|Irrigated area||80 hectares total. Travelling irrigator, bike shift and hand shift irrigation|
|Fertiliser||Starter fertiliser, selective use of nitrogen and poultry litter. Some paddocks are limed. Fertilised with N+P+K regularly|
|Dairy Bails||10 a side herringbone|
|Milking time||120minutes (approximately)|
|Average Production / Cow lactation||7,700 litres|
Supply to Murray Goulburn Co-operative Co. Limited. Milk is transported mostly to their Sydney processing operation mostly for supply to Coles.
Tocal students gain valuable experience working in the dairy
The dairy farm has a milking herd averaging 220 mostly Holstein-Friesians with some Illawarras and representatives of other breeds. With dry cows, heifers (grown for replacement and sale) as well as calves the dairy herd is about 450 head at any time throughout the year. Cows are milked twice a day and the average production per cow is 23 litres per day. Total milk production for the year is approximately 1,750,000 litres. The milking herd is mostly artificially bred with the semen being purchased from USA, Canada and Australia. Herd recording is undertaken once a month to monitor individual animal performance and assist in management decision making. The NLIS tag, in each animal's ear, is scanned to assist in this process. Our Herd records are also maintained electronically using EasyDairy software.
The dairy, as well as draft stock at the exit of the dairy are based on permanent, irrigated kikuyu with annual over sowing of rye grass and clovers with some chicory and plantain. Pastures are managed using the "Managing Pastures for Profit" system devised by the Dairy Pathways project. Additional concentrate feeding occurs during milking and on a feed pad as required. Depending on seasonal conditions about 500 tonnes of silage is made from surplus pasture each year and is fed out to the cattle when needed.
The dairy is both Cattlecare and HACCP (Hazard Analysis and Critical Control Point) accredited. The finances of the Dairy business are monitored and reviewed as part of the Dairy Farm Monitor Project sponsored by NSW DPI and Dairy Australia.
Bona Vista (sheep)
|Sheep: Dohne Ewes||250|
|Wool Production||Over 1 tonne per year|
Shearing at Bona Vista
Sheep are run on part of the 100ha farm known as Bona Vista. The flock at Tocal is managed along commercial lines although it's size and the humid climate in this area is not ideal for profitable sheep production. The flock of 250 breeding ewes is run for both meat and wool. About 150 lambs are sold as stores for later meat production, 100 ewes culled for age and type as well as 1,400kg of wool is produced each year. Lambs are sold from 16 weeks of age. Our annual shearing and wool classing is carried out by students. A wool classing course is run each year in our shearing shed by NSW TAFE.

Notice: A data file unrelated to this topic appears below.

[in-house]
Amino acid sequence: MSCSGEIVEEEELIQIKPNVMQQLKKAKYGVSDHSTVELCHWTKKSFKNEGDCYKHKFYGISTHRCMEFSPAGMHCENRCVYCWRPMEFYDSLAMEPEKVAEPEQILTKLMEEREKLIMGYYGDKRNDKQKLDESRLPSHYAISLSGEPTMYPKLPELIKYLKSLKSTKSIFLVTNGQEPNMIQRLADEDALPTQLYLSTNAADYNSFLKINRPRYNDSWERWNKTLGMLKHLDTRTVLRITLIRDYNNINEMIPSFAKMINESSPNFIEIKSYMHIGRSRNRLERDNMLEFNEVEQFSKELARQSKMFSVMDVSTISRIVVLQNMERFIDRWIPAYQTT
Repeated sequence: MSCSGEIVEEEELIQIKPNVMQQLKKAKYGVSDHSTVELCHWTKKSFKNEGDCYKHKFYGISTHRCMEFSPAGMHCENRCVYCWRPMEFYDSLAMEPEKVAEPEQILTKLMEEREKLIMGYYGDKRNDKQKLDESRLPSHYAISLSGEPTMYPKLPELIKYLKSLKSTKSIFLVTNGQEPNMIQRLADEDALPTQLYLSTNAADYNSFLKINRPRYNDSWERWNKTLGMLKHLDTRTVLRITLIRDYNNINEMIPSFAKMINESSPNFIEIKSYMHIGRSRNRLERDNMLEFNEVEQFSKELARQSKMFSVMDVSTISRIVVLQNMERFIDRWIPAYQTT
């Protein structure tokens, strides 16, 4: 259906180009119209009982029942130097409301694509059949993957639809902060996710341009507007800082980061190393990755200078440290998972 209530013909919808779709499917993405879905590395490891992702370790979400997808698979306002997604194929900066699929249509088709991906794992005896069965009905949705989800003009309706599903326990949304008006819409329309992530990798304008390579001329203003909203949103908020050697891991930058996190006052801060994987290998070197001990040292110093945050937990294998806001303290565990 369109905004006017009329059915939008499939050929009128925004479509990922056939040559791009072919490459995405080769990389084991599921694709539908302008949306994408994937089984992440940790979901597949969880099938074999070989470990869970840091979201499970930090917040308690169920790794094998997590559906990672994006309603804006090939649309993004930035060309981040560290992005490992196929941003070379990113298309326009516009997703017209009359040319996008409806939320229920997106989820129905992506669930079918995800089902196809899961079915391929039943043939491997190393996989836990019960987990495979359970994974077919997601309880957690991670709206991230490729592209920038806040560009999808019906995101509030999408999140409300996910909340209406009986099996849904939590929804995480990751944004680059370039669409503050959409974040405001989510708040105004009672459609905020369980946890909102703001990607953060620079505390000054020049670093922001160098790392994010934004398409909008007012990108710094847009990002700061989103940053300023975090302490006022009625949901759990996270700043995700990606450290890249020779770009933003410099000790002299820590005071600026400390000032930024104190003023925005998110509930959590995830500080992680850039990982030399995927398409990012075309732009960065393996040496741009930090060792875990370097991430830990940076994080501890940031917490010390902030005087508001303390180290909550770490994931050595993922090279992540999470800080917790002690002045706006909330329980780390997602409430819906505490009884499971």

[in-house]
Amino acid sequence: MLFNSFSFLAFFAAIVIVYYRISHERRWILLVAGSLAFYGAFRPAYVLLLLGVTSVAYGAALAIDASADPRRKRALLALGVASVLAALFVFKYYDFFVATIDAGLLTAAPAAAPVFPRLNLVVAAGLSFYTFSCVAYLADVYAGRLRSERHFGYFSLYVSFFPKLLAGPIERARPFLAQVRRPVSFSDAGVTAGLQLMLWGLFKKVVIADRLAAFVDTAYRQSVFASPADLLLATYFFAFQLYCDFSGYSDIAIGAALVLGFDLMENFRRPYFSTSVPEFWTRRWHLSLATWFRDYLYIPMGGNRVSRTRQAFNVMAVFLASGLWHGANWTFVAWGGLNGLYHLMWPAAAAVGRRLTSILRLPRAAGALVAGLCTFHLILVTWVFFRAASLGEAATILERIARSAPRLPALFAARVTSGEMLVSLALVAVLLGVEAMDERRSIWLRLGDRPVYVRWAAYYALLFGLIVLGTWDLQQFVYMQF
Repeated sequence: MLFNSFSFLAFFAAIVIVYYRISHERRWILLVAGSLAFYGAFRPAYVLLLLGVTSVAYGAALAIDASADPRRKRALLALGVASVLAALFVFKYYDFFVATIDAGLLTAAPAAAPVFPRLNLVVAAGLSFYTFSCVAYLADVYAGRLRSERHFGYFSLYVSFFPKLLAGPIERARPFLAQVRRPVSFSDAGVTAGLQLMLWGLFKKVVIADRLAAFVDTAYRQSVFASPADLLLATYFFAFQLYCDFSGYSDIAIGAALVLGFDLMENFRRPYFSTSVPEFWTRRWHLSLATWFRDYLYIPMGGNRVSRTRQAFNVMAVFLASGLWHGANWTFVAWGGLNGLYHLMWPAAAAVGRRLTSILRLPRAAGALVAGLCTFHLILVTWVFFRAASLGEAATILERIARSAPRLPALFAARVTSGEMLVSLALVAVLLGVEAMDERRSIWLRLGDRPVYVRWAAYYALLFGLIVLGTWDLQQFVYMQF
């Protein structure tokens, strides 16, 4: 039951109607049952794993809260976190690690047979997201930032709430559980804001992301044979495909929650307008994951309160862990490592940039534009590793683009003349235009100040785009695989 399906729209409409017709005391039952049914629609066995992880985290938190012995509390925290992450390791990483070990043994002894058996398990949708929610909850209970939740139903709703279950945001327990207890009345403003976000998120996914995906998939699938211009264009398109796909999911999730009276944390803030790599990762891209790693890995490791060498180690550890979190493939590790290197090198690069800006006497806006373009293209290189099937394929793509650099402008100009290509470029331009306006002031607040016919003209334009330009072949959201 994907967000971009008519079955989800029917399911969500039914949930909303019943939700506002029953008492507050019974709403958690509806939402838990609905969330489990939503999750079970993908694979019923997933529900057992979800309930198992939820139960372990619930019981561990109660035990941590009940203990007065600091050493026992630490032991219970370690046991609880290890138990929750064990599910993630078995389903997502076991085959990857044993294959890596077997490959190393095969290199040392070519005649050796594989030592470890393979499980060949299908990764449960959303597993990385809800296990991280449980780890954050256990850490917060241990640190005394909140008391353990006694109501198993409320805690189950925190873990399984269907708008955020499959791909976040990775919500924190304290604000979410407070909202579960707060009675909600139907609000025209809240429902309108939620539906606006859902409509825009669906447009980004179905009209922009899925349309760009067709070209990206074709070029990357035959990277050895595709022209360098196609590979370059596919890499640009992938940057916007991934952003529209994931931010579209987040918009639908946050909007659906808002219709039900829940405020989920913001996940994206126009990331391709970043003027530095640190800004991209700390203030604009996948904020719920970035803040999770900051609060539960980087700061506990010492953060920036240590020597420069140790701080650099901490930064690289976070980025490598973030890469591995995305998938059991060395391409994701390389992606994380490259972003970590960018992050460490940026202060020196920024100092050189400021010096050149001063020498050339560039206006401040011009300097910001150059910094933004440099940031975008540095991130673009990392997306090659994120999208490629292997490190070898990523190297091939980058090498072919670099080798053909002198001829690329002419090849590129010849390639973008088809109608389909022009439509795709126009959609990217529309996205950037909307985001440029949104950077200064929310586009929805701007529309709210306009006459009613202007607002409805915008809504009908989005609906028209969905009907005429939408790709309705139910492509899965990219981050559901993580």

The flock is grazed on both introduced and native pastures with some areas also irrigated.
The Tocal flock is guarded by a Maremma dog named Duneedoo. The first Maremma, Marshall, was introduced to the flock in 1997 following several dog attacks during lambing. Feral dog control is a key management area that is focussed on to eliminate losses of lambs and other young stock.
Free range egg production
Tocal's egg production facility
Numerella has five sheds with a total shed area of 8,762 m2. The sheds house up to 90,000 hens which are grown and their eggs harvested under contract to Pace Farms. Approximately 70,000 eggs per day are harvested with the aid of conveyors and an egg packer rated at 16,000 eggs per hour.
The main breed of hen used is Isa Browns. Hens are placed as day olds, raised at a "feeder farm" near Vacy with birds transferred to Numerella at about 16 weeks of age. They are then cared for and trained to lay in nest houses, in between their daily foray into free range areas. After approximately 14 months, egg laying of these hens declines to the point where it is uneconomical to keep them. They are then harvested for their meat. The sheds are cleaned and disinfected ready for the next cycle.
The total operation is audited firstly by Pace Farms, the NSW Food Authority and then Coles to ensure the "Coles Gold Specification" for Free Range Eggs is met.